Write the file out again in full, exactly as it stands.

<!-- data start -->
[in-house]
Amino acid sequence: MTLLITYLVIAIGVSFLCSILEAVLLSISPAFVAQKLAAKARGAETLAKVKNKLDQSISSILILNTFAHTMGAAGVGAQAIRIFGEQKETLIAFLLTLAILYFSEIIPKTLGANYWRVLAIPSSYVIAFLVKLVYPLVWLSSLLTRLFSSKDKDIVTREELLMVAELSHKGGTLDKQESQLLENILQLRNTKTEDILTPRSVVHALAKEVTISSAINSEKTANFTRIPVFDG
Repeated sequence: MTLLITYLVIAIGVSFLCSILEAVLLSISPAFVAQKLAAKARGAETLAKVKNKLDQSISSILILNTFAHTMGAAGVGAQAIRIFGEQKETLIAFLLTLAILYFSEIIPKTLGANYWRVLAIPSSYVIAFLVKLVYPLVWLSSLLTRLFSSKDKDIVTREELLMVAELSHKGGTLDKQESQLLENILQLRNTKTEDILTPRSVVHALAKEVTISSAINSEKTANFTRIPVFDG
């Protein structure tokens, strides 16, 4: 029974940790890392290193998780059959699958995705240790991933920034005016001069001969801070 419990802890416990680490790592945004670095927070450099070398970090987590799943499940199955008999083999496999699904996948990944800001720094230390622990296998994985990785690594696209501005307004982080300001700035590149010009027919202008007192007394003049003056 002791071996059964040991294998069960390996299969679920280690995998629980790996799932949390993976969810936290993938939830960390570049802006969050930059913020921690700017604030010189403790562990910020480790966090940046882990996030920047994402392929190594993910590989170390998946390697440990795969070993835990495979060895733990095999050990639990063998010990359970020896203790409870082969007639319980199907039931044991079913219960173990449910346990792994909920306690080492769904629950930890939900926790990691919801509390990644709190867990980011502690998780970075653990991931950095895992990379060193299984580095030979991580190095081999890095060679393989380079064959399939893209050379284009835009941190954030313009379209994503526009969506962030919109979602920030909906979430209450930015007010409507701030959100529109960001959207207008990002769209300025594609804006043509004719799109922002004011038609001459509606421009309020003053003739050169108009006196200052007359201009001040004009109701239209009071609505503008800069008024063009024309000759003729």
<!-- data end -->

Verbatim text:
[in-house]
Amino acid sequence: MTLLITYLVIAIGVSFLCSILEAVLLSISPAFVAQKLAAKARGAETLAKVKNKLDQSISSILILNTFAHTMGAAGVGAQAIRIFGEQKETLIAFLLTLAILYFSEIIPKTLGANYWRVLAIPSSYVIAFLVKLVYPLVWLSSLLTRLFSSKDKDIVTREELLMVAELSHKGGTLDKQESQLLENILQLRNTKTEDILTPRSVVHALAKEVTISSAINSEKTANFTRIPVFDG
Repeated sequence: MTLLITYLVIAIGVSFLCSILEAVLLSISPAFVAQKLAAKARGAETLAKVKNKLDQSISSILILNTFAHTMGAAGVGAQAIRIFGEQKETLIAFLLTLAILYFSEIIPKTLGANYWRVLAIPSSYVIAFLVKLVYPLVWLSSLLTRLFSSKDKDIVTREELLMVAELSHKGGTLDKQESQLLENILQLRNTKTEDILTPRSVVHALAKEVTISSAINSEKTANFTRIPVFDG
């Protein structure tokens, strides 16, 4: 029974940790890392290193998780059959699958995705240790991933920034005016001069001969801070 419990802890416990680490790592945004670095927070450099070398970090987590799943499940199955008999083999496999699904996948990944800001720094230390622990296998994985990785690594696209501005307004982080300001700035590149010009027919202008007192007394003049003056 002791071996059964040991294998069960390996299969679920280690995998629980790996799932949390993976969810936290993938939830960390570049802006969050930059913020921690700017604030010189403790562990910020480790966090940046882990996030920047994402392929190594993910590989170390998946390697440990795969070993835990495979060895733990095999050990639990063998010990359970020896203790409870082969007639319980199907039931044991079913219960173990449910346990792994909920306690080492769904629950930890939900926790990691919801509390990644709190867990980011502690998780970075653990991931950095895992990379060193299984580095030979991580190095081999890095060679393989380079064959399939893209050379284009835009941190954030313009379209994503526009969506962030919109979602920030909906979430209450930015007010409507701030959100529109960001959207207008990002769209300025594609804006043509004719799109922002004011038609001459509606421009309020003053003739050169108009006196200052007359201009001040004009109701239209009071609505503008800069008024063009024309000759003729």